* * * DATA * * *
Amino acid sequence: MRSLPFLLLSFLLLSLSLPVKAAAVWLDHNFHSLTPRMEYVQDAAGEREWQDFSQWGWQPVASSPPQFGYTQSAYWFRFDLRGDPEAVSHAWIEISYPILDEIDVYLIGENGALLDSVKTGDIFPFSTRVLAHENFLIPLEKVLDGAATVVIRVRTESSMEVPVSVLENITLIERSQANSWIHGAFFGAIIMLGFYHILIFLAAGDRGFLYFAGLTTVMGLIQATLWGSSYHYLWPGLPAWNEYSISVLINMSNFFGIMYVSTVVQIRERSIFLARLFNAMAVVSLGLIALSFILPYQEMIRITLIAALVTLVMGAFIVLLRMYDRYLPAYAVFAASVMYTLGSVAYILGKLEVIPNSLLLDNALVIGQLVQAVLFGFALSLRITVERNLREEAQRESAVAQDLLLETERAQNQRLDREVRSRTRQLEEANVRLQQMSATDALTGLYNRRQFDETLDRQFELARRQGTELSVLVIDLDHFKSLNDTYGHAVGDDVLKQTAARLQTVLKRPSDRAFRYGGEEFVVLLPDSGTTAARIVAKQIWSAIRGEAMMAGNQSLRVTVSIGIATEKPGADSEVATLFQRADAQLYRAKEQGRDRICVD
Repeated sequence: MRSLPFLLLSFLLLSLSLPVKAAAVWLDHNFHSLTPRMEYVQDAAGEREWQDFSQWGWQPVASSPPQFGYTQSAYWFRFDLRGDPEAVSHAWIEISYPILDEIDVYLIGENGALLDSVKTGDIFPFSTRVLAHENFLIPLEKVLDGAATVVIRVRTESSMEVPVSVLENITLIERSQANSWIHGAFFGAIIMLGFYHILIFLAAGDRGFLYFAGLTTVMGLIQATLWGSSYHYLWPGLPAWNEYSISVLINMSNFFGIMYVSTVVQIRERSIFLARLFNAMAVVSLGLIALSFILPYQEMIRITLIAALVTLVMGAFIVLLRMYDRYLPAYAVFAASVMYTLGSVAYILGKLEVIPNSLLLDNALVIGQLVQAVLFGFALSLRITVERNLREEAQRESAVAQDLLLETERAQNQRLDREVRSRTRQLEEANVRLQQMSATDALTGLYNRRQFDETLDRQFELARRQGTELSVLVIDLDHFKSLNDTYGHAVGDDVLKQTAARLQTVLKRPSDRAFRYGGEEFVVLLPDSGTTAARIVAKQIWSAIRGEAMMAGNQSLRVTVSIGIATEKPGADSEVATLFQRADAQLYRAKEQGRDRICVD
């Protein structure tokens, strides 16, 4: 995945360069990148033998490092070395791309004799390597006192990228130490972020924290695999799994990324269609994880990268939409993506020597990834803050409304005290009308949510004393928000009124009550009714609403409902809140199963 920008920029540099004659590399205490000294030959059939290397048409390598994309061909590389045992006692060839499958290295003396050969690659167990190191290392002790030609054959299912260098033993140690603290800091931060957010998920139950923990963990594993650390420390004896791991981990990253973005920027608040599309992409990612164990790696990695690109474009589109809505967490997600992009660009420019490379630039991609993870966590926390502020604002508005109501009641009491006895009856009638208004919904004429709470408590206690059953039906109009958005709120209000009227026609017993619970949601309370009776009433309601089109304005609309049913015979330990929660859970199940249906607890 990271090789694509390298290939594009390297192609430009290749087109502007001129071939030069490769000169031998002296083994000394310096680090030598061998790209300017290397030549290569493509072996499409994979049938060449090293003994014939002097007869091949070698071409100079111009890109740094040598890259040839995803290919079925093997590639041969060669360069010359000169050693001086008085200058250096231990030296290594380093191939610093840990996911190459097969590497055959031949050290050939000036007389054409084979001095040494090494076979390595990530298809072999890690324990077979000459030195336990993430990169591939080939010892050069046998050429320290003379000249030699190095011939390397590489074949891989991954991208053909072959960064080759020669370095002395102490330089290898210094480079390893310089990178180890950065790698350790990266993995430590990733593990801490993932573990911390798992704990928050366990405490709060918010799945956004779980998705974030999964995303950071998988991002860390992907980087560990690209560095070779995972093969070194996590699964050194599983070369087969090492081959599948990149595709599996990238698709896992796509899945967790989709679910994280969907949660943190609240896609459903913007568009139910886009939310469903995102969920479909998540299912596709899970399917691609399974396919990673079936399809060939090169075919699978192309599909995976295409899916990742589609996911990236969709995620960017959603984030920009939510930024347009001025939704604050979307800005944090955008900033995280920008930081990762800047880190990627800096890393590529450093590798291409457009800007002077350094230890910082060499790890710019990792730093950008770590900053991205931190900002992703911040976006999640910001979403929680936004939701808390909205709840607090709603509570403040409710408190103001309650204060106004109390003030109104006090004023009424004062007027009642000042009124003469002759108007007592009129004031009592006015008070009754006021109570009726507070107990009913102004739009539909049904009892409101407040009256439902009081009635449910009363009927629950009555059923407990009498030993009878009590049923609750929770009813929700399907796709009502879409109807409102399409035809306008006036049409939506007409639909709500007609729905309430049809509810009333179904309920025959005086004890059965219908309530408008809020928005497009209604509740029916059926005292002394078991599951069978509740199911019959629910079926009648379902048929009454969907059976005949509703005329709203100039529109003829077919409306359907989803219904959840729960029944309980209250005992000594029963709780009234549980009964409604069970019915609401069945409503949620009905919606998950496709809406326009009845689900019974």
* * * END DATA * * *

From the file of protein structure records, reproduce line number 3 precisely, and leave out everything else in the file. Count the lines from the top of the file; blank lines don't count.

């Protein structure tokens, strides 16, 4: 995945360069990148033998490092070395791309004799390597006192990228130490972020924290695999799994990324269609994880990268939409993506020597990834803050409304005290009308949510004393928000009124009550009714609403409902809140199963 920008920029540099004659590399205490000294030959059939290397048409390598994309061909590389045992006692060839499958290295003396050969690659167990190191290392002790030609054959299912260098033993140690603290800091931060957010998920139950923990963990594993650390420390004896791991981990990253973005920027608040599309992409990612164990790696990695690109474009589109809505967490997600992009660009420019490379630039991609993870966590926390502020604002508005109501009641009491006895009856009638208004919904004429709470408590206690059953039906109009958005709120209000009227026609017993619970949601309370009776009433309601089109304005609309049913015979330990929660859970199940249906607890 990271090789694509390298290939594009390297192609430009290749087109502007001129071939030069490769000169031998002296083994000394310096680090030598061998790209300017290397030549290569493509072996499409994979049938060449090293003994014939002097007869091949070698071409100079111009890109740094040598890259040839995803290919079925093997590639041969060669360069010359000169050693001086008085200058250096231990030296290594380093191939610093840990996911190459097969590497055959031949050290050939000036007389054409084979001095040494090494076979390595990530298809072999890690324990077979000459030195336990993430990169591939080939010892050069046998050429320290003379000249030699190095011939390397590489074949891989991954991208053909072959960064080759020669370095002395102490330089290898210094480079390893310089990178180890950065790698350790990266993995430590990733593990801490993932573990911390798992704990928050366990405490709060918010799945956004779980998705974030999964995303950071998988991002860390992907980087560990690209560095070779995972093969070194996590699964050194599983070369087969090492081959599948990149595709599996990238698709896992796509899945967790989709679910994280969907949660943190609240896609459903913007568009139910886009939310469903995102969920479909998540299912596709899970399917691609399974396919990673079936399809060939090169075919699978192309599909995976295409899916990742589609996911990236969709995620960017959603984030920009939510930024347009001025939704604050979307800005944090955008900033995280920008930081990762800047880190990627800096890393590529450093590798291409457009800007002077350094230890910082060499790890710019990792730093950008770590900053991205931190900002992703911040976006999640910001979403929680936004939701808390909205709840607090709603509570403040409710408190103001309650204060106004109390003030109104006090004023009424004062007027009642000042009124003469002759108007007592009129004031009592006015008070009754006021109570009726507070107990009913102004739009539909049904009892409101407040009256439902009081009635449910009363009927629950009555059923407990009498030993009878009590049923609750929770009813929700399907796709009502879409109807409102399409035809306008006036049409939506007409639909709500007609729905309430049809509810009333179904309920025959005086004890059965219908309530408008809020928005497009209604509740029916059926005292002394078991599951069978509740199911019959629910079926009648379902048929009454969907059976005949509703005329709203100039529109003829077919409306359907989803219904959840729960029944309980209250005992000594029963709780009234549980009964409604069970019915609401069945409503949620009905919606998950496709809406326009009845689900019974």